Corncob biofuel could be greener than ethanol fuel produced by corn grainAugust 16, 2018
New research has found that corncobs could be effective for producing cleaner biofuel.
Corncob biofuel, ethanol fuel produced from corncobs, produces less greenhouse gases compared to other sources used to produce biofuels, such as corn grain. This discovery was made by researchers from Iowa State University (ISU), who recently published their study findings in the journal Biofuels, Bioproducts and Biorefining.
Corncobs also produce ethanol with greater efficiency than other sources.
The researchers analyzed the entire ethanol production chain, from transporting the raw material to sending the resulting fuel to service stations. What they found was that during the fermentation process, corncob biofuel emitted less in greenhouse gases (both carbon dioxide and methane) compared to other sources of ethanol.
“Ethanol produced from corncob emits about 50 per cent less greenhouse gas than from corn [grain],” said lead author of the study and ISU energy policy researcher, Wang Yu, as quoted by South China Morning Post.
Additionally, the researchers learned that approximately 0.52 megajoules of energy was required to produce 1 megajoule of ethanol from corncob than the 0.74 megajoules needed to generate the same amount of ethanol from corn grain. Moreover, ethanol that was made from stover (the leftover leaves and stalks waste after harvesting grain crops) had even less efficiency, needing 0.9 megajoules of input for every megajoule of ethanol.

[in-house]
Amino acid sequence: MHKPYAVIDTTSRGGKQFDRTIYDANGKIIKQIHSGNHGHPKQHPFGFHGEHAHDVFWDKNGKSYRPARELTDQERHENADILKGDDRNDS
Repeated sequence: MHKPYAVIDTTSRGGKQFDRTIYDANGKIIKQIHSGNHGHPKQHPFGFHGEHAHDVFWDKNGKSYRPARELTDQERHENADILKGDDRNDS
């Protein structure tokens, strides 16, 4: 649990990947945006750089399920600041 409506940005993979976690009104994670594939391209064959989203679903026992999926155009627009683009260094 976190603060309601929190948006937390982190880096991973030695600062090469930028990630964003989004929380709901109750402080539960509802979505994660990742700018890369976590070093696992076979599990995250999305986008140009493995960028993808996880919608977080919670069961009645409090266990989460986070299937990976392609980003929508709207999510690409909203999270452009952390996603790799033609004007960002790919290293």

The corncob biofuel could help reduce greenhouse gas emissions throughout China.
This new research could be a huge benefit to China, which is looking for ways to reduce its greenhouse gas emissions. One of its commitments to this goal is to lower vehicle emissions by mixing ethanol with petrol, something the country intends to do by 2020.
In their study, the researchers analyzed data from an ethanol refinery in the eastern Chinese province of Shandong. This is only one of the few ethanol refineries in the country that produces fuel from corncobs.
Currently, a good chunk of the corncobs that are produced in China are going to waste when they could be converted into fuel. For instance, according to Wang, in Jilin province, which is a major corn-growing region, up to 17% of corncobs went to waste but could have been converted into biofuel. She also noted that only one of seven biorefineries in China are using corncobs to produce fuel.
“Producing ethanol from corncobs can be a good way to utilise the currently wasted resources,” Wang said.
While corncob biofuel could help China with its greenhouse gas reduction goals, Wang says stronger government incentives will be needed to encourage the ethanol fuel industry to use this farm by-product as a fuel source in the county.